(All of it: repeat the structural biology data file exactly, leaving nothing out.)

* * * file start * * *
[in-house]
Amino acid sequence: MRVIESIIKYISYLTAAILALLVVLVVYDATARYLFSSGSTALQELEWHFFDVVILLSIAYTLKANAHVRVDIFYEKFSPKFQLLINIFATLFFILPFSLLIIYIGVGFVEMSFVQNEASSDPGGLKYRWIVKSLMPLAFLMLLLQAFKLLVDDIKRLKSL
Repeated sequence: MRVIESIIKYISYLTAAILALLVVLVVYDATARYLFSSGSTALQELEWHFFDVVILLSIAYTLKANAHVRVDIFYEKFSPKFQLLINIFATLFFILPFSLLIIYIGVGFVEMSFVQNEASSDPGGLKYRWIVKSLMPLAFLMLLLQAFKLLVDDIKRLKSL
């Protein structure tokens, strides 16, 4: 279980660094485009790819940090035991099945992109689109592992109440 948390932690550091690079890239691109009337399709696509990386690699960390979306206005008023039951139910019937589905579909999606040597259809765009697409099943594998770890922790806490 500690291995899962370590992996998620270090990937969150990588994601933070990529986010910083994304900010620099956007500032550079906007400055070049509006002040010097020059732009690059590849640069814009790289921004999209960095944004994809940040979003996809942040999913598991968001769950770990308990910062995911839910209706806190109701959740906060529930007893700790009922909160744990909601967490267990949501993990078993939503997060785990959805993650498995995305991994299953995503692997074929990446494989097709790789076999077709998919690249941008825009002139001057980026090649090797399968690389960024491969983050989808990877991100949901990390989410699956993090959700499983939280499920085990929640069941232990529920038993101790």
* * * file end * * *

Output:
[in-house]
Amino acid sequence: MRVIESIIKYISYLTAAILALLVVLVVYDATARYLFSSGSTALQELEWHFFDVVILLSIAYTLKANAHVRVDIFYEKFSPKFQLLINIFATLFFILPFSLLIIYIGVGFVEMSFVQNEASSDPGGLKYRWIVKSLMPLAFLMLLLQAFKLLVDDIKRLKSL
Repeated sequence: MRVIESIIKYISYLTAAILALLVVLVVYDATARYLFSSGSTALQELEWHFFDVVILLSIAYTLKANAHVRVDIFYEKFSPKFQLLINIFATLFFILPFSLLIIYIGVGFVEMSFVQNEASSDPGGLKYRWIVKSLMPLAFLMLLLQAFKLLVDDIKRLKSL
């Protein structure tokens, strides 16, 4: 279980660094485009790819940090035991099945992109689109592992109440 948390932690550091690079890239691109009337399709696509990386690699960390979306206005008023039951139910019937589905579909999606040597259809765009697409099943594998770890922790806490 500690291995899962370590992996998620270090990937969150990588994601933070990529986010910083994304900010620099956007500032550079906007400055070049509006002040010097020059732009690059590849640069814009790289921004999209960095944004994809940040979003996809942040999913598991968001769950770990308990910062995911839910209706806190109701959740906060529930007893700790009922909160744990909601967490267990949501993990078993939503997060785990959805993650498995995305991994299953995503692997074929990446494989097709790789076999077709998919690249941008825009002139001057980026090649090797399968690389960024491969983050989808990877991100949901990390989410699956993090959700499983939280499920085990929640069941232990529920038993101790």